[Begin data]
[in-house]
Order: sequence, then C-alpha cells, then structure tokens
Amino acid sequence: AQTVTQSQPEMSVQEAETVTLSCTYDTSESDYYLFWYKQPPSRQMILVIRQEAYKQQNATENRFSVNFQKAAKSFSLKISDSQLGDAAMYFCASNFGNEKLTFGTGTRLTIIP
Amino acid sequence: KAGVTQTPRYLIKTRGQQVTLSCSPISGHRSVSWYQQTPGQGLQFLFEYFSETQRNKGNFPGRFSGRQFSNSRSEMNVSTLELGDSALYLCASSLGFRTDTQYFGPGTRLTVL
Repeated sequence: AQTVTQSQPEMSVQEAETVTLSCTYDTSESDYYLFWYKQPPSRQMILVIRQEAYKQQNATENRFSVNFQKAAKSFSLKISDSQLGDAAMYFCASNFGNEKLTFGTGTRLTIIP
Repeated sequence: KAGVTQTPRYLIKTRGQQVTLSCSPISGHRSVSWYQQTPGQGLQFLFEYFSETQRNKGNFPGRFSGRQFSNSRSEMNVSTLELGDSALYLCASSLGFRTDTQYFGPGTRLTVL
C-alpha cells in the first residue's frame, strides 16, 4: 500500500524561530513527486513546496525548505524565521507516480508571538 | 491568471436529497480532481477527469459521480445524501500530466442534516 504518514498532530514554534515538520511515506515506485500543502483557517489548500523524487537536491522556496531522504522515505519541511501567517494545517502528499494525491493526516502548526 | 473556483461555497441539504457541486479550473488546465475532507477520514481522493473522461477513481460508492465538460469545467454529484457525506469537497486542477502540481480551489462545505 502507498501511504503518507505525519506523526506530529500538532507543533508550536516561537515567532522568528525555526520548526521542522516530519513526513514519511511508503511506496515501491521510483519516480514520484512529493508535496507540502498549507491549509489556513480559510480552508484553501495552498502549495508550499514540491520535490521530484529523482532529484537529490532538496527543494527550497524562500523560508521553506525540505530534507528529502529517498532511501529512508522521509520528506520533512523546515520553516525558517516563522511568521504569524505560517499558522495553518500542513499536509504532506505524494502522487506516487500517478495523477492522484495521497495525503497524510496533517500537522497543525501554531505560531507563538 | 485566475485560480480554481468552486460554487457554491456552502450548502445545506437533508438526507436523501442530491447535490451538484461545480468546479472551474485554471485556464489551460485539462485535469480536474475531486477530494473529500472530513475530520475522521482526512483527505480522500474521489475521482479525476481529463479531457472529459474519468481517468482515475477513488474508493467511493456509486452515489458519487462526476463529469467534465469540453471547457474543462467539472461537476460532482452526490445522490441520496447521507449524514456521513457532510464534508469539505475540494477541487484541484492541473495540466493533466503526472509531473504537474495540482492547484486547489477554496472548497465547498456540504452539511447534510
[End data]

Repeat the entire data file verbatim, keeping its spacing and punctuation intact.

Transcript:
[in-house]
Order: sequence, then C-alpha cells, then structure tokens
Amino acid sequence: AQTVTQSQPEMSVQEAETVTLSCTYDTSESDYYLFWYKQPPSRQMILVIRQEAYKQQNATENRFSVNFQKAAKSFSLKISDSQLGDAAMYFCASNFGNEKLTFGTGTRLTIIP
Amino acid sequence: KAGVTQTPRYLIKTRGQQVTLSCSPISGHRSVSWYQQTPGQGLQFLFEYFSETQRNKGNFPGRFSGRQFSNSRSEMNVSTLELGDSALYLCASSLGFRTDTQYFGPGTRLTVL
Repeated sequence: AQTVTQSQPEMSVQEAETVTLSCTYDTSESDYYLFWYKQPPSRQMILVIRQEAYKQQNATENRFSVNFQKAAKSFSLKISDSQLGDAAMYFCASNFGNEKLTFGTGTRLTIIP
Repeated sequence: KAGVTQTPRYLIKTRGQQVTLSCSPISGHRSVSWYQQTPGQGLQFLFEYFSETQRNKGNFPGRFSGRQFSNSRSEMNVSTLELGDSALYLCASSLGFRTDTQYFGPGTRLTVL
C-alpha cells in the first residue's frame, strides 16, 4: 500500500524561530513527486513546496525548505524565521507516480508571538 | 491568471436529497480532481477527469459521480445524501500530466442534516 504518514498532530514554534515538520511515506515506485500543502483557517489548500523524487537536491522556496531522504522515505519541511501567517494545517502528499494525491493526516502548526 | 473556483461555497441539504457541486479550473488546465475532507477520514481522493473522461477513481460508492465538460469545467454529484457525506469537497486542477502540481480551489462545505 502507498501511504503518507505525519506523526506530529500538532507543533508550536516561537515567532522568528525555526520548526521542522516530519513526513514519511511508503511506496515501491521510483519516480514520484512529493508535496507540502498549507491549509489556513480559510480552508484553501495552498502549495508550499514540491520535490521530484529523482532529484537529490532538496527543494527550497524562500523560508521553506525540505530534507528529502529517498532511501529512508522521509520528506520533512523546515520553516525558517516563522511568521504569524505560517499558522495553518500542513499536509504532506505524494502522487506516487500517478495523477492522484495521497495525503497524510496533517500537522497543525501554531505560531507563538 | 485566475485560480480554481468552486460554487457554491456552502450548502445545506437533508438526507436523501442530491447535490451538484461545480468546479472551474485554471485556464489551460485539462485535469480536474475531486477530494473529500472530513475530520475522521482526512483527505480522500474521489475521482479525476481529463479531457472529459474519468481517468482515475477513488474508493467511493456509486452515489458519487462526476463529469467534465469540453471547457474543462467539472461537476460532482452526490445522490441520496447521507449524514456521513457532510464534508469539505475540494477541487484541484492541473495540466493533466503526472509531473504537474495540482492547484486547489477554496472548497465547498456540504452539511447534510